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    A new semi-stealth was built by Oregon Iron Works in 2013 and has since entered service with the Israeli Navy, presumably as a replacement for the original Alligator.

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    ...

    @Technofox can you move this thread to a naval warfare section for me? I was only going to do the bit about the Singaporean craft, hence why it's in the East Asia section, but decided to expand upon the subject instead.

    Thanks!
     
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  3. Sven

    Sven Teh Viking dood Industry Professional Ret. Military

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    COBRA Semi-SWATH hybrid hull Small Tactical Craft

    Lockheed Martin’s COBRA (Common Off-Board Reconfigurable Asset) Small tactical Craft (STC) is a tactical transport/utility craft designed with extremely compact dimensions in order to be compatible with the Littoral Combat Ship (LCS). The square shape and small size also suit air transportability and it would fit within the relatively small C-130. The lightweight aluminum catamaran hull is actually semi-SWATH (Small-Waterplane-Area Twin Hull) with wave-piercing hulls below the waterline. The hybrid hull form is intended to combine the sea-keeping of a SWATH with the high speed of a catamaran. Two waterjets are mounted in the stern producing impressive performance.

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    The prototype was developed as a private project self-funded by LMS’ research and development budget.

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    Primarily pitched to USSOCOM as a medium Special Forces transport (Combatant Craft Medium), the highly configurable detachable aft section of the COBRA offers the potential to switch to Anti-Submarine Warfare (ASW) or other missions, possibly while the boat is at sea aboard a mothership (e.g. LCS or LPD). The COBRA was unsuccessful in USSOCOM’s CCM competition however.

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  4. Sven

    Sven Teh Viking dood Industry Professional Ret. Military

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    Russian Triton-NN SDV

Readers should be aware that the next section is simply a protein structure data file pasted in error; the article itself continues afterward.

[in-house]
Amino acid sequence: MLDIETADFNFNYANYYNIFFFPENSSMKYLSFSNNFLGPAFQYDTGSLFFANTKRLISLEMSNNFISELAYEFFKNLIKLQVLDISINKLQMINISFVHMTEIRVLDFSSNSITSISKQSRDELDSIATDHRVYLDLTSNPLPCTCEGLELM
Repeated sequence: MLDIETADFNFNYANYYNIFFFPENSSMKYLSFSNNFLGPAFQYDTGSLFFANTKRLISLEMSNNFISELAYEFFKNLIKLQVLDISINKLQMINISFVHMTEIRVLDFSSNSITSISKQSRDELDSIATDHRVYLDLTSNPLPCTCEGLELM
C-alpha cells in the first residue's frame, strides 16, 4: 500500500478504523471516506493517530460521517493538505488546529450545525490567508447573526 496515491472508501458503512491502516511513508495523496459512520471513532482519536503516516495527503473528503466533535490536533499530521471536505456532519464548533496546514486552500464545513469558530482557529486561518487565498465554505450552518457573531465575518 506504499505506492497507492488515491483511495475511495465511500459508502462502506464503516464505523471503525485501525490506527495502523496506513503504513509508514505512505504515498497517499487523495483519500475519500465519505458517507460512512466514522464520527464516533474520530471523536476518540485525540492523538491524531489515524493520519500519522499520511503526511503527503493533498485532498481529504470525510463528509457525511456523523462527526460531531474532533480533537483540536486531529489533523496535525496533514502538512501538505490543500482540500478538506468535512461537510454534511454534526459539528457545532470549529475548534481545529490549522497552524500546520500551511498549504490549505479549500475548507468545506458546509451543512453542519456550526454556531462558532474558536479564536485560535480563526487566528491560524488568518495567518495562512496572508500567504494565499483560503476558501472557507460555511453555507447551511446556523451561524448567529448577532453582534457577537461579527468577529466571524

The Russian Triton-NN Submersible Boat made a few waves during Sweden's submarine saga of a few years ago. Fortunetly for the Swedes, the Triton-NN isn't believed to be in active service.

    Submersible boats are a subcategory of Swimmer Delivery Vehicles (SDVs) in the broadest sense. The basic concept is to travel as far as possible as a regular boat and then use its ability to run awash (partially submerged) and fully submerged as you get closer to enemy radars. In general submersible boats are more versatile than regular SDVs (like the US Mk.VIII) because they have the range to operate without a mother-ship in many cases. They are also faster above the surface and can generally carry more passengers. But they are also less stealthy and slower underwater so it is a compromise.

    As you can see it is essentially a boat hull with a box-like upper section with access panels on the roof. Pop-out thrusters act both as underwater propulsion and steering.
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    Triton-NN is a Russian firm's attempt to re-enter the SDV market. It is up against stiff completion and is not thought to have sold any units. The main competitor in fact is the Swedish developed SEAL Carrier:
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    Another similar offering is the South Korean VOGO SDV-1000W:
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    Both the SEAL Carrier and SDV-1000W are actually based on SubSkimmer technology and incorporate a Rigid Inflatable Boat (RIB) configuration. Subskimmer are currently the market leaders but their products are more photo-shy!

    Another submersible boat which is the US made Stidd MRCC:
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    Last edited: May 5, 2016
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  5. Falcon

    Falcon Lieutenant Colonel Staff Member Social Media Team

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    These little boats and submersible highlight an aspect of naval warfare and special operations we don't hear discussed very often. Often times we are distracted by the large big dollar, big bang boom boom platforms and we forget about these little boogers and the bad asses they transport. These are necessary for infiltrating other nations in a covert manner. They can be used to insert special operations forces and spies that can provide nations with valuable intelligence.